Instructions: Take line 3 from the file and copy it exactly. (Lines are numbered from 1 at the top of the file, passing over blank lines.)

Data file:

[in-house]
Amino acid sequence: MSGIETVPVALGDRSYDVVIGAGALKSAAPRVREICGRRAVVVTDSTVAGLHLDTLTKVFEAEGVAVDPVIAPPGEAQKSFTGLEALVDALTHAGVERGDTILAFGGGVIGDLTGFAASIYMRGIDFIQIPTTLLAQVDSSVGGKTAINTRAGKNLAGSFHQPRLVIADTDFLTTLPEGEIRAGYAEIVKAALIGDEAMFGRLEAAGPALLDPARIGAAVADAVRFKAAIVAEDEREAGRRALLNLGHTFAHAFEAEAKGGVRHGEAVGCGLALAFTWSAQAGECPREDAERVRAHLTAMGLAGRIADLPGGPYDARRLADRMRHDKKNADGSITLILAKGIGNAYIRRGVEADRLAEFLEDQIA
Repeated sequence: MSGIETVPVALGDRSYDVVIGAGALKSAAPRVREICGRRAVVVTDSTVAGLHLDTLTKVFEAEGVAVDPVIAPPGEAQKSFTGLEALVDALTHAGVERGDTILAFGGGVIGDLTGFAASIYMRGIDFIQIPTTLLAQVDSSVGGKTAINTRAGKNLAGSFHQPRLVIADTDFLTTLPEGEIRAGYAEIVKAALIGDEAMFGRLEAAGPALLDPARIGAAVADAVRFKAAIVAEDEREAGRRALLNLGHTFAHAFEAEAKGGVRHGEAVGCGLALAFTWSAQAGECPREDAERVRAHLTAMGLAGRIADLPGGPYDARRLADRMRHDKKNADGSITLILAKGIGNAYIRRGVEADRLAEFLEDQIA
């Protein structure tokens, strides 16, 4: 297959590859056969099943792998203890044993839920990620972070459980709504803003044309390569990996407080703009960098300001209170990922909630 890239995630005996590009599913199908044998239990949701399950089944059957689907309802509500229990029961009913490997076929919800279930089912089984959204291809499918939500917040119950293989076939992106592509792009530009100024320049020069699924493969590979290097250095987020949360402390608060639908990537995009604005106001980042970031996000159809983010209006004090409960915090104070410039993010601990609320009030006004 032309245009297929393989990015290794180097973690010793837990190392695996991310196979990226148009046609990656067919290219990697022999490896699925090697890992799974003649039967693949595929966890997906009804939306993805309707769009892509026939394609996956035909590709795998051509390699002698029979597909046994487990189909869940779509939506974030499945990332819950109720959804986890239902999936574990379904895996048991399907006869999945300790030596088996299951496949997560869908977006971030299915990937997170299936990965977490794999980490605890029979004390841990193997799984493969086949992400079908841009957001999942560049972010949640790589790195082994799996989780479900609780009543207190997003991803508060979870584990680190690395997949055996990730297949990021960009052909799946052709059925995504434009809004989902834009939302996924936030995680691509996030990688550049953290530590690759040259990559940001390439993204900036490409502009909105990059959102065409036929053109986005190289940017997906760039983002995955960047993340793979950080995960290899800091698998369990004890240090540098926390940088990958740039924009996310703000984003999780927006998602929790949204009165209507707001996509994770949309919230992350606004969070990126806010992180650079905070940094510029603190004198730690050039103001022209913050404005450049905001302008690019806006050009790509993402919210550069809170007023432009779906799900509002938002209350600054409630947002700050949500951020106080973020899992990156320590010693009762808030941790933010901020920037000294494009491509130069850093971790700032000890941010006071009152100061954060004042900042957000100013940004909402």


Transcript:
Repeated sequence: MSGIETVPVALGDRSYDVVIGAGALKSAAPRVREICGRRAVVVTDSTVAGLHLDTLTKVFEAEGVAVDPVIAPPGEAQKSFTGLEALVDALTHAGVERGDTILAFGGGVIGDLTGFAASIYMRGIDFIQIPTTLLAQVDSSVGGKTAINTRAGKNLAGSFHQPRLVIADTDFLTTLPEGEIRAGYAEIVKAALIGDEAMFGRLEAAGPALLDPARIGAAVADAVRFKAAIVAEDEREAGRRALLNLGHTFAHAFEAEAKGGVRHGEAVGCGLALAFTWSAQAGECPREDAERVRAHLTAMGLAGRIADLPGGPYDARRLADRMRHDKKNADGSITLILAKGIGNAYIRRGVEADRLAEFLEDQIA